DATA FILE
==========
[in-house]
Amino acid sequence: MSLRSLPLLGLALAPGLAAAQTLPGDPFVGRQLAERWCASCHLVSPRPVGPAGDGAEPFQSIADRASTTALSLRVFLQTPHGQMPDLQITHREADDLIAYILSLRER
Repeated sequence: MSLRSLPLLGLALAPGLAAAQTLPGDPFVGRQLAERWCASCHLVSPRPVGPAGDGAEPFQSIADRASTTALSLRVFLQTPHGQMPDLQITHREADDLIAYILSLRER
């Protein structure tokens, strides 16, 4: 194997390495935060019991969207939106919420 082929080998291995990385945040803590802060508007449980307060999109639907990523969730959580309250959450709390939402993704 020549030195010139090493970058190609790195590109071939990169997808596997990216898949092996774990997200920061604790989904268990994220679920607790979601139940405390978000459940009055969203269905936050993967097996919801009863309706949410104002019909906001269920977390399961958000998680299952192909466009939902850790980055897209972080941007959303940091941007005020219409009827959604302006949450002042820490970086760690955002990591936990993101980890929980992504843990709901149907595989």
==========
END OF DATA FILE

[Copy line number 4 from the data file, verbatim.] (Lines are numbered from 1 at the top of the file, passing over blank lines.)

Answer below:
């Protein structure tokens, strides 16, 4: 194997390495935060019991969207939106919420 082929080998291995990385945040803590802060508007449980307060999109639907990523969730959580309250959450709390939402993704 020549030195010139090493970058190609790195590109071939990169997808596997990216898949092996774990997200920061604790989904268990994220679920607790979601139940405390978000459940009055969203269905936050993967097996919801009863309706949410104002019909906001269920977390399961958000998680299952192909466009939902850790980055897209972080941007959303940091941007005020219409009827959604302006949450002042820490970086760690955002990591936990993101980890929980992504843990709901149907595989």